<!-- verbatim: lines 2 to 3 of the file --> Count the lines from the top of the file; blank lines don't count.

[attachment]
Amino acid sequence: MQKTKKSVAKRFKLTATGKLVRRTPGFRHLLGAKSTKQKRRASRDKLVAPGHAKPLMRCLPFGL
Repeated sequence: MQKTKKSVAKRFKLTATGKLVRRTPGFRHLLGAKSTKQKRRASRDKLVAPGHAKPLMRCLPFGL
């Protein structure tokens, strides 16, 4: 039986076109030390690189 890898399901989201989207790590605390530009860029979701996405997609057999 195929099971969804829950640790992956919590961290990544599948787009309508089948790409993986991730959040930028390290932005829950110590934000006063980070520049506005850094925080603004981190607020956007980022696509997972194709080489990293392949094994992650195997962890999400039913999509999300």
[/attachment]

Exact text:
Repeated sequence: MQKTKKSVAKRFKLTATGKLVRRTPGFRHLLGAKSTKQKRRASRDKLVAPGHAKPLMRCLPFGL
């Protein structure tokens, strides 16, 4: 039986076109030390690189 890898399901989201989207790590605390530009860029979701996405997609057999 195929099971969804829950640790992956919590961290990544599948787009309508089948790409993986991730959040930028390290932005829950110590934000006063980070520049506005850094925080603004981190607020956007980022696509997972194709080489990293392949094994992650195997962890999400039913999509999300």